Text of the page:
Mallards v Benwell & Walbottle @ Walbottle Campus June 10

Here’s another tip to the selection committee, when you select a side, make sure it has at least one schmuck [ahem] willing and able match reporter in the ranks, otherwise you end up doing it yourself.

With rains of biblical proportion forecast for the next few days, the weather gods at least provided a small window of opportunity to get a game in. With a Mallards team full of players who love to get as many games in as possible (i.e. they’ll play for anyone), it looked like a strong showing was in the offing. However the much anticipated face-off before the start between VC Colin “Give it the Heeet” McCaffery and VC Stig “Strictly carrots & humous for me” Butcher failed to happen, as Butcher declared himself injured after doing something rigorous in the lake district fells and completely ignored doctor’s orders to consume a significant amount of malt whisky to speed up his recovery.

Arriving late, your reporter has no idea if McCaffery won the toss or not, only the observation that Mallards were already in the field about to start – albeit without a match ball, which was quickly rectified. By the time I had got changed the first wicket had fallen 3 balls into the innings, apparently a stunning catch taken by Hall (well that’s what Ally told me) at mid-wicket off the bowling of Thacker (coming down the hill) for a duck. In fact, both openers bowled well with Watson providing an able foil running up the hill to restrict Benwell & Walbottle to just 30 runs off the first 8 overs.

Casting around for replacement bowlers, McCaffery turned to Malik and Gibbons. Hamid bowling down the hill had a torrid first over going for 25 runs, with batsman Davey taking a liking to what he was being served up with – the score almost doubling in the space of 1 over. Meanwhile Gibbons claimed the second of the wicket of the evening, a floated up one that removed Horbury for just 4 in his first over.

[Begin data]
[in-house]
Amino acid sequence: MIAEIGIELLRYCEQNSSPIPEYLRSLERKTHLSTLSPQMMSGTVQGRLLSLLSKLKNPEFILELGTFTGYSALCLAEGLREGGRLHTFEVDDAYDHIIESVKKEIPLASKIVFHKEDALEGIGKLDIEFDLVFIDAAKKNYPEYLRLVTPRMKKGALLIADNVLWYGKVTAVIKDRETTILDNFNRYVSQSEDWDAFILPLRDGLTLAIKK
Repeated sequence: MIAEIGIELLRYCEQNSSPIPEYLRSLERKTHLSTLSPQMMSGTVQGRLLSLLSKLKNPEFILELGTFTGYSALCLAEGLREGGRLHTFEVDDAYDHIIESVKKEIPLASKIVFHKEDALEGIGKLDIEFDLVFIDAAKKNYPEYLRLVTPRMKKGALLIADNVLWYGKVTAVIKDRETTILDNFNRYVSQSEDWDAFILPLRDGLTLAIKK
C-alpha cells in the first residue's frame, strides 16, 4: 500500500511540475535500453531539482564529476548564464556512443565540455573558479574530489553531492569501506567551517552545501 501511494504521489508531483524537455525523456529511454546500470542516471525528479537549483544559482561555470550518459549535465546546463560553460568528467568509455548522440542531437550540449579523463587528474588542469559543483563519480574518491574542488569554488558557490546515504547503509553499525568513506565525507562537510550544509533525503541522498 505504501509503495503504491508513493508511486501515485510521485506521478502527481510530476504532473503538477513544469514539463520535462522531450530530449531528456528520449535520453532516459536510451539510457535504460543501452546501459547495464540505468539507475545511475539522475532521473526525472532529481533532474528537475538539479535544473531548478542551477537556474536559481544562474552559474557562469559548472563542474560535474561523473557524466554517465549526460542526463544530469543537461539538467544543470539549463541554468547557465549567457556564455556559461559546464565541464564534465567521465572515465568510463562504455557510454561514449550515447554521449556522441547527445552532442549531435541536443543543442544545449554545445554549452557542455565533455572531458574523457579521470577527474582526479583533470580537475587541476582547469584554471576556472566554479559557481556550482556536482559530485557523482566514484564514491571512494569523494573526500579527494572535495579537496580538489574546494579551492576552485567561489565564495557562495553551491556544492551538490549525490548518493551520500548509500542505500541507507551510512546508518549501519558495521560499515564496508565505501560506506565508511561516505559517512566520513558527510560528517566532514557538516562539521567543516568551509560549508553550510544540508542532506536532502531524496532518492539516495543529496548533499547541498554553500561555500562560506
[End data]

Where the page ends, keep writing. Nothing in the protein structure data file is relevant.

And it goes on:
McCaffery’s faith in his change bowlers was rewarded at one end with Hamid going for just 5 runs off his subsequent 3 overs, and the clean bowled removal of opener Jenkinson senior who created pressure for himself by inextricably deciding to try and cream every delivery to the boundary having being content to nurdle the previous 10 overs. That may have had something do with the fact that Jenkinson junior was now at the crease and a need to set an example. However, Jenkinson junior needed no role model and decided that Gibbons bowling was to his liking, leaving Patrick with the unflattering and definitely not deserved 1 for 41 off his 4 allotted overs.

With the score on 101 off 16 overs the skipper turned to try and find two final bowlers to see out the innings. Taylor had previously having expressed an opinion that he would try turning his arm over for an over if there really no other option and he could bowl down the hill. With not much other choice, McCaffery took the plunge and in a pique of clemency allowed Taylor to trundle down the hill. He immediately made an impact allowing Jenkinson junior to hit a 4 and become the second retiree of the evening on 31 not out. However, that cunning piece of guile also brought it rewards, somehow tying up an end and being rewarded with the wicket of Bateman for 3 bowled by one that made Stig’s “even slower” ball look decidedly pacey. Wilkinson bowled a tidy over from the downhill end and encouraged by the previous one from Taylor he was invited to bowl again.